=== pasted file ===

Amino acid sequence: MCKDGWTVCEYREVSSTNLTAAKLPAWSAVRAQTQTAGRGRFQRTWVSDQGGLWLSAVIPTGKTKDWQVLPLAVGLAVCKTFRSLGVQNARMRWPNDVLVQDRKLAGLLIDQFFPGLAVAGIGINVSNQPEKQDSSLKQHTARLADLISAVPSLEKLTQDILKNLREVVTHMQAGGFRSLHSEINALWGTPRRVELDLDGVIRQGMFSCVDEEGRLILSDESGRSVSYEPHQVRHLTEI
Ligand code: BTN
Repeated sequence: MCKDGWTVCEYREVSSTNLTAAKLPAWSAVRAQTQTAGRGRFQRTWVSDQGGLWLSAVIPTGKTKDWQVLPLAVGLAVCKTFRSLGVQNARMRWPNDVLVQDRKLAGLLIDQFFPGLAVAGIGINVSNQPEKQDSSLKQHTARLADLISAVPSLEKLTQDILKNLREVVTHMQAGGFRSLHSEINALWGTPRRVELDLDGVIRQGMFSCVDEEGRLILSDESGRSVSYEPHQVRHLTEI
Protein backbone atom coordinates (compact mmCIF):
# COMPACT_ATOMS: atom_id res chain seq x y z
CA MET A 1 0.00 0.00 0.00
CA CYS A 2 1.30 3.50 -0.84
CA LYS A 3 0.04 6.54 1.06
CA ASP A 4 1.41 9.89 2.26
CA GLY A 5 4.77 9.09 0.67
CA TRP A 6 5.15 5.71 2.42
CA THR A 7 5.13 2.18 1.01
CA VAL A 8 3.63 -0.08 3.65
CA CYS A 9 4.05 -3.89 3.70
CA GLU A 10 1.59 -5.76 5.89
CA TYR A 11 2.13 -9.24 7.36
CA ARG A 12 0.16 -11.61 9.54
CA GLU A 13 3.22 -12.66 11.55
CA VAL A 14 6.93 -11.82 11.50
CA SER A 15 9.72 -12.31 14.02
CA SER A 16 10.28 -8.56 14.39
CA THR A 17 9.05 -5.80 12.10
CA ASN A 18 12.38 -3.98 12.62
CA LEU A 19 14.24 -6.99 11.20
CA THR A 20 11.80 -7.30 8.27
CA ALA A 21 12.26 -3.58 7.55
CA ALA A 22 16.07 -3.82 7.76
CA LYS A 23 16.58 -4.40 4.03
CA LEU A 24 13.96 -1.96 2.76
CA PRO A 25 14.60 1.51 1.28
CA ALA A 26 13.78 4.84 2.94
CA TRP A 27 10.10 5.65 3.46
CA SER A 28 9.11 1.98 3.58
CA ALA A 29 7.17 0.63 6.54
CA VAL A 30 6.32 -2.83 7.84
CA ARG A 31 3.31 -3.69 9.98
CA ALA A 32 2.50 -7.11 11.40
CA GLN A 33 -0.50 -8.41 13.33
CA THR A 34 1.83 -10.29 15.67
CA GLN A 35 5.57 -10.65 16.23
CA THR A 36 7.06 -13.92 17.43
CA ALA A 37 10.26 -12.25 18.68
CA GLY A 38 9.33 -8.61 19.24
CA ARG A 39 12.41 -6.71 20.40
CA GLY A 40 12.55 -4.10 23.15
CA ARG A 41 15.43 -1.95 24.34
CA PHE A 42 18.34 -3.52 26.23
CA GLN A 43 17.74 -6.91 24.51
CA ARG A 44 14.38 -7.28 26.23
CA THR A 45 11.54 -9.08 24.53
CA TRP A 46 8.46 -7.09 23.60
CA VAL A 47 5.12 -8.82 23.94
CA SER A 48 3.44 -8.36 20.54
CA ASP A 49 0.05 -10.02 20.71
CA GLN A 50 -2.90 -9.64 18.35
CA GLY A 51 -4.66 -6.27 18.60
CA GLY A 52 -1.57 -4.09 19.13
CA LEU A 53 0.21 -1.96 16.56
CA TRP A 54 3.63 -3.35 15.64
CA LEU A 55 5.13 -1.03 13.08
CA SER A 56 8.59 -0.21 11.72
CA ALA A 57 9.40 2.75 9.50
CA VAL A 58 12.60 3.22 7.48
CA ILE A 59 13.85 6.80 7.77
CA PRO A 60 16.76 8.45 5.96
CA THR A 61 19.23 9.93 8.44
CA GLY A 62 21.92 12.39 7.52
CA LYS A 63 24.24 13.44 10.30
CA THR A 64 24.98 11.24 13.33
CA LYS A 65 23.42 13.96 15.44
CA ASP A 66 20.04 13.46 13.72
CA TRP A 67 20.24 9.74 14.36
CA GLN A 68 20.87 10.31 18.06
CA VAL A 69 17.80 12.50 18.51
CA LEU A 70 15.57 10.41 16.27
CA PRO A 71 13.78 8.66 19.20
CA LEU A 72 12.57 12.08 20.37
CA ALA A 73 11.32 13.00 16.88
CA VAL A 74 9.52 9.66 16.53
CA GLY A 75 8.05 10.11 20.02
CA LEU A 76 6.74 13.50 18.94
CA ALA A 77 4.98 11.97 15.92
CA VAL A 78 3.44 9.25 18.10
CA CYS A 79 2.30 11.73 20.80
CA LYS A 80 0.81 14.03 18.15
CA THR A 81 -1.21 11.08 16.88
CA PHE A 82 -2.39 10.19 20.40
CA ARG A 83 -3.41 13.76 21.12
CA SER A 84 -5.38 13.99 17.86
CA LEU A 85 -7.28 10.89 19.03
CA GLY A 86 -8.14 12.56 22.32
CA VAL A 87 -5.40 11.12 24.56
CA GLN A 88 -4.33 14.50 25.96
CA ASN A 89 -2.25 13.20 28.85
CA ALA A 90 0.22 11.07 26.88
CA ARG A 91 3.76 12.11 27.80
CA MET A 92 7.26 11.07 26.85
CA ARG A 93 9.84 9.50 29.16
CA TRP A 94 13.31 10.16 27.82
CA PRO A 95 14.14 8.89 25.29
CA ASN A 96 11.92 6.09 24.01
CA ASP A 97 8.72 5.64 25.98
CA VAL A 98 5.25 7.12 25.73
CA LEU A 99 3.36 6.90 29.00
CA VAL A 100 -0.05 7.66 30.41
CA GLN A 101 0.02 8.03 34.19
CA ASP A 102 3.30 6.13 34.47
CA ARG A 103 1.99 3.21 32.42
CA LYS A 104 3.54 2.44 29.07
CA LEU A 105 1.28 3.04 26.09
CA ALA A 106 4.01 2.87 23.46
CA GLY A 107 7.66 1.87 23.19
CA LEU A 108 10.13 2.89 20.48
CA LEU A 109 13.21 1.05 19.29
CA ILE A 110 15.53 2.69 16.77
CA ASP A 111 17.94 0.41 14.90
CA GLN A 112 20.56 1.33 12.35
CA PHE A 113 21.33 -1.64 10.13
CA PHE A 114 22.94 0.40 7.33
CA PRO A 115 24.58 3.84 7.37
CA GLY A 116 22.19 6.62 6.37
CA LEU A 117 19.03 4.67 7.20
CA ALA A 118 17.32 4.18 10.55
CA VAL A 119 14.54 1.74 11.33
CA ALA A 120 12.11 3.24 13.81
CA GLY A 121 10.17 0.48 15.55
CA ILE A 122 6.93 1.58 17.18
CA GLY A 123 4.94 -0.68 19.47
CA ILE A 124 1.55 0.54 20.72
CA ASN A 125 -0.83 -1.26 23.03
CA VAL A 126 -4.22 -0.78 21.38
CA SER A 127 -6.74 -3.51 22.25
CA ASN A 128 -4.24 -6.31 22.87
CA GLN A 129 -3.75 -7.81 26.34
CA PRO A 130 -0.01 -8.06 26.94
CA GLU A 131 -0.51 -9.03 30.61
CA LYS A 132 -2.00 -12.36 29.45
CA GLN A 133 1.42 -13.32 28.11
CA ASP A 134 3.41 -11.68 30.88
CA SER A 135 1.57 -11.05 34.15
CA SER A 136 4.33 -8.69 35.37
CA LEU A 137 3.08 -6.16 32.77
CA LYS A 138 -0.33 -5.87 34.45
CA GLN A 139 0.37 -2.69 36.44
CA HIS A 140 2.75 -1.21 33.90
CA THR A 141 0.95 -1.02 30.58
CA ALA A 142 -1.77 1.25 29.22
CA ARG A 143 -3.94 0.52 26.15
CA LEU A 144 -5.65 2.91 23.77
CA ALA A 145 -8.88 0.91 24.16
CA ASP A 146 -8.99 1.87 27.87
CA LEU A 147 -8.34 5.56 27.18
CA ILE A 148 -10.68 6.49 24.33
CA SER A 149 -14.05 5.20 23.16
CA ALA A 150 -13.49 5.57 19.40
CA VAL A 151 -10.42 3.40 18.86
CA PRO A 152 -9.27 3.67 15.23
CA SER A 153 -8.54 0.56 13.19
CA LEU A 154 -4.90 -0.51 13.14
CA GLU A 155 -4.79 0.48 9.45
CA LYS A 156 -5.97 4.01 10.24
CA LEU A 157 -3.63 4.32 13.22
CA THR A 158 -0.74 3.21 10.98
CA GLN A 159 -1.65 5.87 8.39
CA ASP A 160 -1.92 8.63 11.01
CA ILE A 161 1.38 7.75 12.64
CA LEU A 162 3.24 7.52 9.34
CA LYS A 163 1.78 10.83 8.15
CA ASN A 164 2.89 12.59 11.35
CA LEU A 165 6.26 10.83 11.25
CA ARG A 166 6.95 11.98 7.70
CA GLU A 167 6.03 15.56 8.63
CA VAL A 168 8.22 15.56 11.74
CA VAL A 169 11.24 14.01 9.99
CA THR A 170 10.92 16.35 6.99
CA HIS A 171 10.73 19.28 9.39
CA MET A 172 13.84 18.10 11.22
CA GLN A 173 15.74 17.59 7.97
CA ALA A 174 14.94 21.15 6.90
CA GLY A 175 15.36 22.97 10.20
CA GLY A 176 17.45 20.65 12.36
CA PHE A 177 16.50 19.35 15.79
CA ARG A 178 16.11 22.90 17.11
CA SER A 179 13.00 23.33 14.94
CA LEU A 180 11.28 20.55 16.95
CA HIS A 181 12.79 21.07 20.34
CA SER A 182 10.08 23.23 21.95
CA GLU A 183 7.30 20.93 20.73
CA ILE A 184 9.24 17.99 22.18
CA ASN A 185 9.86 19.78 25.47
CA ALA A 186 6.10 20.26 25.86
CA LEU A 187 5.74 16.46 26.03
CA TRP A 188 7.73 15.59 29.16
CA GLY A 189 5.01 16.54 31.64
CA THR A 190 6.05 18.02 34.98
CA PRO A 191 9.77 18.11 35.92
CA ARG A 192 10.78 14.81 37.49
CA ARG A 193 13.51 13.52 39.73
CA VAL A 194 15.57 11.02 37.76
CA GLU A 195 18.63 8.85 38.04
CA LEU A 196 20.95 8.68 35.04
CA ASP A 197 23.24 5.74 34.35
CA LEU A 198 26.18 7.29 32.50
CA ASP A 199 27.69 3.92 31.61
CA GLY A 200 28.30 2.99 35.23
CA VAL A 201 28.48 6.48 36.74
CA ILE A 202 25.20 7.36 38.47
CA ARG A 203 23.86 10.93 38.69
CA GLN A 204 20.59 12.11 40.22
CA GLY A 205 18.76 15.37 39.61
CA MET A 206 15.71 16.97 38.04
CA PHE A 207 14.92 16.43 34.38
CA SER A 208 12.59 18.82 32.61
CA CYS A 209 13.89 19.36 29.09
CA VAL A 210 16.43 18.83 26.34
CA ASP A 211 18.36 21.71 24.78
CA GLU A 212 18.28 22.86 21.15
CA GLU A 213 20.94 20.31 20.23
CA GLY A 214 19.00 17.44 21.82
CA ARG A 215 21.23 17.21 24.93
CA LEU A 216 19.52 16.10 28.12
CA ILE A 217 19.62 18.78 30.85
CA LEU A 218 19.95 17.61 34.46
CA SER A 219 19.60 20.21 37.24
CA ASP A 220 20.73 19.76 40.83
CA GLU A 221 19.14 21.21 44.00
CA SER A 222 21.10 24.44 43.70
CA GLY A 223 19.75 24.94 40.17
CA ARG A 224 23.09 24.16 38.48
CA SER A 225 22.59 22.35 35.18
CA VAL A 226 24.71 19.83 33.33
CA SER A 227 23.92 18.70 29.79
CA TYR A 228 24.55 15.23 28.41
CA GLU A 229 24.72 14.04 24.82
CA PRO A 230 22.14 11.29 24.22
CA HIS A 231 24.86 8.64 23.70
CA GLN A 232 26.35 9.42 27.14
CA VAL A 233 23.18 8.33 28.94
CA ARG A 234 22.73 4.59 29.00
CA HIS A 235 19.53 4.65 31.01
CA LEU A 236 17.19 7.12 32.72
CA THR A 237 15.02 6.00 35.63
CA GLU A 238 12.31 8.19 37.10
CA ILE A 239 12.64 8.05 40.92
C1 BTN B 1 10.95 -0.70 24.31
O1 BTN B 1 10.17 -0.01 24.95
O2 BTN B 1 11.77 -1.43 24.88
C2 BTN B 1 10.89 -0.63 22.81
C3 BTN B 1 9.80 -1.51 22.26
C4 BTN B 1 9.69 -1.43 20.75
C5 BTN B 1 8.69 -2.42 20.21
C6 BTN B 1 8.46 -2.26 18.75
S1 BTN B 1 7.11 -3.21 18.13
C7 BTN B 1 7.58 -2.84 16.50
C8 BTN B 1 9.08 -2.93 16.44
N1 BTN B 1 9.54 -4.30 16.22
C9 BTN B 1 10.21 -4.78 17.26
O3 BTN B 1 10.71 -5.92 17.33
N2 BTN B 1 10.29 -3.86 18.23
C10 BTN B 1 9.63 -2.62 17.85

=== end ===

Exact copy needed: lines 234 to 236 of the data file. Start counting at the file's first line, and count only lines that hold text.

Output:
CA GLU A 229 24.72 14.04 24.82
CA PRO A 230 22.14 11.29 24.22
CA HIS A 231 24.86 8.64 23.70